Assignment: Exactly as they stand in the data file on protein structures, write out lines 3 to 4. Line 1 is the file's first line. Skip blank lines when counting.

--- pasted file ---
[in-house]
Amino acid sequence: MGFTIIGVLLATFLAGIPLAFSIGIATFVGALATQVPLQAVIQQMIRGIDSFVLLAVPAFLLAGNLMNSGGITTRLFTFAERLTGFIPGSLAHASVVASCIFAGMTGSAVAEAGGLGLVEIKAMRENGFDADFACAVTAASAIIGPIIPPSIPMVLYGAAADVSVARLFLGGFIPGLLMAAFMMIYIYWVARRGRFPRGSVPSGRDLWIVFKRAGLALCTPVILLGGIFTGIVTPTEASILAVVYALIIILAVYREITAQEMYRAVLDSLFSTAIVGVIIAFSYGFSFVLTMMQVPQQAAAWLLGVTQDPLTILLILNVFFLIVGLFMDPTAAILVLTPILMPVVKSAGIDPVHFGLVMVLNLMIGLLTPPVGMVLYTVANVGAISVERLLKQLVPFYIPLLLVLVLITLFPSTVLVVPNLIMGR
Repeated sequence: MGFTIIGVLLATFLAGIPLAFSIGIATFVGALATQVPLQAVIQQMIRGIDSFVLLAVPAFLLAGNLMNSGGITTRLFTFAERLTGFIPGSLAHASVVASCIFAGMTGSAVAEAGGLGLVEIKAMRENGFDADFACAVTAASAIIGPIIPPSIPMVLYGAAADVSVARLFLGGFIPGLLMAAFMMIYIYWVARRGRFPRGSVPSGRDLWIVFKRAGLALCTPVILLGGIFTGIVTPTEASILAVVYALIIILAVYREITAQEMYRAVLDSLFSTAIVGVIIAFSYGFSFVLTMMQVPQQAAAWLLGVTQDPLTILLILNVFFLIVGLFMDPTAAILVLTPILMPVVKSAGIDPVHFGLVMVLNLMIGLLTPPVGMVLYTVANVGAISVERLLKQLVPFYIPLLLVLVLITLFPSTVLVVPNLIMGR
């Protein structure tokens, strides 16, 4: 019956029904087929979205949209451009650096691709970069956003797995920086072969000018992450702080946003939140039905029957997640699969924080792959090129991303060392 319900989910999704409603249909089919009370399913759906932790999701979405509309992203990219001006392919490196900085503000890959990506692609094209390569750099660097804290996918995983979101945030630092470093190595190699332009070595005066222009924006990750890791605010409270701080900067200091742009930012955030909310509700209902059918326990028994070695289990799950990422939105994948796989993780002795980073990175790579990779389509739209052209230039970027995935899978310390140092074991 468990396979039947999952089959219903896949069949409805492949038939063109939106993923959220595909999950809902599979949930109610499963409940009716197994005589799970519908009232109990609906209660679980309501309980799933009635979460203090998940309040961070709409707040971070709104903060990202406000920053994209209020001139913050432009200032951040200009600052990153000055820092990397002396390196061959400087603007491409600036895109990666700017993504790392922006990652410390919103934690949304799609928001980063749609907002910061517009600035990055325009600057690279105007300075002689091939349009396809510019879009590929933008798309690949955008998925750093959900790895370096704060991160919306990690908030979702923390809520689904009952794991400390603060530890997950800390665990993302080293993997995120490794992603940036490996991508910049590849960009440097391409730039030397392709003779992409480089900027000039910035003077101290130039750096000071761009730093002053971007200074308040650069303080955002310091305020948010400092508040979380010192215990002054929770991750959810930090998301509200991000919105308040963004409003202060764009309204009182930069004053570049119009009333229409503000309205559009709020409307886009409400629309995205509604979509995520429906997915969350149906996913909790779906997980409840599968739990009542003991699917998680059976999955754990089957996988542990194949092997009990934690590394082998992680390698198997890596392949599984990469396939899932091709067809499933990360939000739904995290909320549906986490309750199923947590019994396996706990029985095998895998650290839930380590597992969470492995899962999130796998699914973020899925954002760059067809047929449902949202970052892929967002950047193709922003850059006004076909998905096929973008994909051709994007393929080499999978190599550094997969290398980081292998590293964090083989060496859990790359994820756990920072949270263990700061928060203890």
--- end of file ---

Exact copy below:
Repeated sequence: MGFTIIGVLLATFLAGIPLAFSIGIATFVGALATQVPLQAVIQQMIRGIDSFVLLAVPAFLLAGNLMNSGGITTRLFTFAERLTGFIPGSLAHASVVASCIFAGMTGSAVAEAGGLGLVEIKAMRENGFDADFACAVTAASAIIGPIIPPSIPMVLYGAAADVSVARLFLGGFIPGLLMAAFMMIYIYWVARRGRFPRGSVPSGRDLWIVFKRAGLALCTPVILLGGIFTGIVTPTEASILAVVYALIIILAVYREITAQEMYRAVLDSLFSTAIVGVIIAFSYGFSFVLTMMQVPQQAAAWLLGVTQDPLTILLILNVFFLIVGLFMDPTAAILVLTPILMPVVKSAGIDPVHFGLVMVLNLMIGLLTPPVGMVLYTVANVGAISVERLLKQLVPFYIPLLLVLVLITLFPSTVLVVPNLIMGR
């Protein structure tokens, strides 16, 4: 019956029904087929979205949209451009650096691709970069956003797995920086072969000018992450702080946003939140039905029957997640699969924080792959090129991303060392 319900989910999704409603249909089919009370399913759906932790999701979405509309992203990219001006392919490196900085503000890959990506692609094209390569750099660097804290996918995983979101945030630092470093190595190699332009070595005066222009924006990750890791605010409270701080900067200091742009930012955030909310509700209902059918326990028994070695289990799950990422939105994948796989993780002795980073990175790579990779389509739209052209230039970027995935899978310390140092074991 468990396979039947999952089959219903896949069949409805492949038939063109939106993923959220595909999950809902599979949930109610499963409940009716197994005589799970519908009232109990609906209660679980309501309980799933009635979460203090998940309040961070709409707040971070709104903060990202406000920053994209209020001139913050432009200032951040200009600052990153000055820092990397002396390196061959400087603007491409600036895109990666700017993504790392922006990652410390919103934690949304799609928001980063749609907002910061517009600035990055325009600057690279105007300075002689091939349009396809510019879009590929933008798309690949955008998925750093959900790895370096704060991160919306990690908030979702923390809520689904009952794991400390603060530890997950800390665990993302080293993997995120490794992603940036490996991508910049590849960009440097391409730039030397392709003779992409480089900027000039910035003077101290130039750096000071761009730093002053971007200074308040650069303080955002310091305020948010400092508040979380010192215990002054929770991750959810930090998301509200991000919105308040963004409003202060764009309204009182930069004053570049119009009333229409503000309205559009709020409307886009409400629309995205509604979509995520429906997915969350149906996913909790779906997980409840599968739990009542003991699917998680059976999955754990089957996988542990194949092997009990934690590394082998992680390698198997890596392949599984990469396939899932091709067809499933990360939000739904995290909320549906986490309750199923947590019994396996706990029985095998895998650290839930380590597992969470492995899962999130796998699914973020899925954002760059067809047929449902949202970052892929967002950047193709922003850059006004076909998905096929973008994909051709994007393929080499999978190599550094997969290398980081292998590293964090083989060496859990790359994820756990920072949270263990700061928060203890």